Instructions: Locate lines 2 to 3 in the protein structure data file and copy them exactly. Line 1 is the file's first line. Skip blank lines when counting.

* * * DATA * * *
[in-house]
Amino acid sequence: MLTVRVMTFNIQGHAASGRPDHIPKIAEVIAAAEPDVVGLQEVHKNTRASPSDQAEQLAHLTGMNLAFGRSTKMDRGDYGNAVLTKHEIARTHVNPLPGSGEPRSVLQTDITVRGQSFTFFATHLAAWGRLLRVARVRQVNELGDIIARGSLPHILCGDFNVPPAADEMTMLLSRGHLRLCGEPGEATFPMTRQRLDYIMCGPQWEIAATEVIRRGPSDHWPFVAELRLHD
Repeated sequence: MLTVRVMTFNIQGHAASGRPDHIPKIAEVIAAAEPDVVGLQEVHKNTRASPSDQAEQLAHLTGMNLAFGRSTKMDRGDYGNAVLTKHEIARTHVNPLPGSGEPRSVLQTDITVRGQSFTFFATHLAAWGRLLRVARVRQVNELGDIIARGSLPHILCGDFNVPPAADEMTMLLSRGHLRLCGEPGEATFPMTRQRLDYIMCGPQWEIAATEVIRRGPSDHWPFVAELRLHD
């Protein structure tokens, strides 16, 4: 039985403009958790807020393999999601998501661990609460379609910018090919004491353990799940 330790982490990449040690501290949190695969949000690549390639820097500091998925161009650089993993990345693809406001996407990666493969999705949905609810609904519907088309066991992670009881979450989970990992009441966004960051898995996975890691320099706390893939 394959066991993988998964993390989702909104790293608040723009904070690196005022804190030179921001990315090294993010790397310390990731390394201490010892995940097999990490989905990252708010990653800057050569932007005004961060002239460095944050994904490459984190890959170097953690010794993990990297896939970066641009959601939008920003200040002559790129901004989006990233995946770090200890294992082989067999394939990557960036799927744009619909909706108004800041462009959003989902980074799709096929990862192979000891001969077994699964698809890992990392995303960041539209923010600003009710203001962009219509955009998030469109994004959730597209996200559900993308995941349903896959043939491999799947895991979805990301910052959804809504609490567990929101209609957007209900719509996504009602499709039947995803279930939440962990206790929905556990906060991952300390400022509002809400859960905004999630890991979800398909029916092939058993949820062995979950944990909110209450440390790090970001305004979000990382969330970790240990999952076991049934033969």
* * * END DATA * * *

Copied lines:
Amino acid sequence: MLTVRVMTFNIQGHAASGRPDHIPKIAEVIAAAEPDVVGLQEVHKNTRASPSDQAEQLAHLTGMNLAFGRSTKMDRGDYGNAVLTKHEIARTHVNPLPGSGEPRSVLQTDITVRGQSFTFFATHLAAWGRLLRVARVRQVNELGDIIARGSLPHILCGDFNVPPAADEMTMLLSRGHLRLCGEPGEATFPMTRQRLDYIMCGPQWEIAATEVIRRGPSDHWPFVAELRLHD
Repeated sequence: MLTVRVMTFNIQGHAASGRPDHIPKIAEVIAAAEPDVVGLQEVHKNTRASPSDQAEQLAHLTGMNLAFGRSTKMDRGDYGNAVLTKHEIARTHVNPLPGSGEPRSVLQTDITVRGQSFTFFATHLAAWGRLLRVARVRQVNELGDIIARGSLPHILCGDFNVPPAADEMTMLLSRGHLRLCGEPGEATFPMTRQRLDYIMCGPQWEIAATEVIRRGPSDHWPFVAELRLHD